Trump May Be Deposed in 'Apprentice' Groping Lawsuit

A judge in NY ruled on Tuesday that Clinton v. Jones, a unanimous Supreme Court ruling that established that a sitting president was not "absolutely immune" from civil lawsuits over actions he took before he was president, applies with equal force to a case brought by Summer Zervos, a former Apprentice contestant who is accusing Trump of defaming her during the presidential campaign.

The ruling could force Trump to submit to questioning by lawyers for Zervos and lead to further public scrutiny of other claims of sexual misconduct that have been made against the president.

In her decision allowing the lawsuit to move forward, Justice Jennifer Schecter cited the 1997 Supreme Court case Clinton v. Jones, writing that the ruling "held that a sitting president is not immune from being sued in federal court for unofficial acts".

Trump argued he should be shielded by the U.S. Constitution because it's too much of a distraction for the nation's chief executive to face civil claims in state court.

Though the president sought to have the defamation case either dismissed or put on hold until he leaves office, Judge Schechter found today that Trump's new title offers him no such privilege.

The longtime Washington attorney, Joseph diGenova, is expected to join the President's legal team at a time when Trump is taking a more aggressive approach to publicly dealing with special counsel Robert Mueller's investigation, lobbing a series of attacks against Mueller on Twitter over the weekend.

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A White House representative was not immediately available for comment on the ruling.

When Zervos spoke out in the weeks before the presidential election in 2016, Trump denied her claims. Trump said she made the allegations to get "ten minutes of fame".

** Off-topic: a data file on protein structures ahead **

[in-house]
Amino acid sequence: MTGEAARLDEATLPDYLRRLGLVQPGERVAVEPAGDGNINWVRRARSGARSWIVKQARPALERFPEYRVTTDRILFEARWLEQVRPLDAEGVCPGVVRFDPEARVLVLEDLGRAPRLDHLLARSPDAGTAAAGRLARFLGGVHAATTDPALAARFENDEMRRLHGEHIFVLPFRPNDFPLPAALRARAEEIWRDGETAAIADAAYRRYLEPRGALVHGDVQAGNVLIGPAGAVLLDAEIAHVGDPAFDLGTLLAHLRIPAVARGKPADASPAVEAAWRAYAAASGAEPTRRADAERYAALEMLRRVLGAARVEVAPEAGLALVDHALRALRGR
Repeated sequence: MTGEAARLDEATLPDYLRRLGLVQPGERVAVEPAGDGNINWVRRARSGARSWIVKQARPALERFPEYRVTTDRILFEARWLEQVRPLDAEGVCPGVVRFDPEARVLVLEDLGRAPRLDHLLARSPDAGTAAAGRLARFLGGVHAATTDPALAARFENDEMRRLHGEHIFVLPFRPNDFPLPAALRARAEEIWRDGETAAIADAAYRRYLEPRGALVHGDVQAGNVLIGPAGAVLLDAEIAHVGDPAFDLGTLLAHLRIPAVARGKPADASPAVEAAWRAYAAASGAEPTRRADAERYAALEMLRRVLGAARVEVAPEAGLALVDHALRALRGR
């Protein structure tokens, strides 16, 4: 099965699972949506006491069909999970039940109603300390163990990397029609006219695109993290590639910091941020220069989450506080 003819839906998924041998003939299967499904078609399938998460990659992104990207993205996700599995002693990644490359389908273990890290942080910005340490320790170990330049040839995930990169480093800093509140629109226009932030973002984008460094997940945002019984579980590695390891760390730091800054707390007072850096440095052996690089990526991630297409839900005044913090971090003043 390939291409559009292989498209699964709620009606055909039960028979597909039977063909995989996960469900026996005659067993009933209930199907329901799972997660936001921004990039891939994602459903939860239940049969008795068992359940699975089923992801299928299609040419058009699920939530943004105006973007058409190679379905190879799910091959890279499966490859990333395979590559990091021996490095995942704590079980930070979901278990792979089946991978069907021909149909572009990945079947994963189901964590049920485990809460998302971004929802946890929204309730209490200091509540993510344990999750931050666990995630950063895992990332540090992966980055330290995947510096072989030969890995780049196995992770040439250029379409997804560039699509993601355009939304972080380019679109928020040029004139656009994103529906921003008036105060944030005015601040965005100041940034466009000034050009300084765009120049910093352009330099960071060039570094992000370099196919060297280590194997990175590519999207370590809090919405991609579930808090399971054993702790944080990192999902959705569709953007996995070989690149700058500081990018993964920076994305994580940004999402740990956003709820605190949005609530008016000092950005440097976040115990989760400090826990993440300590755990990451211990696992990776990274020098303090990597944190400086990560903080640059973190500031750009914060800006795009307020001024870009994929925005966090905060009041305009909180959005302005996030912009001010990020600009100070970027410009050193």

Donald Trump accuser Summer Zervos, right, with attorney Gloria Allred at a press conference in October 2016.

The suit, filed in January 2017, alleged that Trump harmed her reputation by essentially calling her a liar.

"We are grateful for the opportunity to prove that defendant falsely branded Ms. Zervos a phony for telling the truth about his unwanted sexual groping", Wang said in an email.

"No one is above the law", the judge wrote.

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At least a dozen women aired complaints about past sexual misconduct by Trump before the election, although Zervos is the only one to bring court action.

Naomi Mezey, a law professor at Georgetown University, told Bloomberg that the decision is likely to be repealed and may even go to the Supreme Court.

"The issue of whether a president can have rights and liabilities adjudicated in state court is likely to reach the highest court in NY, in Albany", she said.

Zervos said that after appearing on Trump's show in 2006 she asked him for a job.

"There are no compelling reasons for delaying plaintiff's day in court", Justice Schecter said.

Daniels, whose real name is Stephanie Clifford, sued the president on March 6, stating Trump never signed an agreement for her to keep quiet about an "intimate" relationship between them. Attorneys for Trump pushed back on multiple fronts, arguing that the suit was "politically motivated" and was built around "allegations of events that never occurred".

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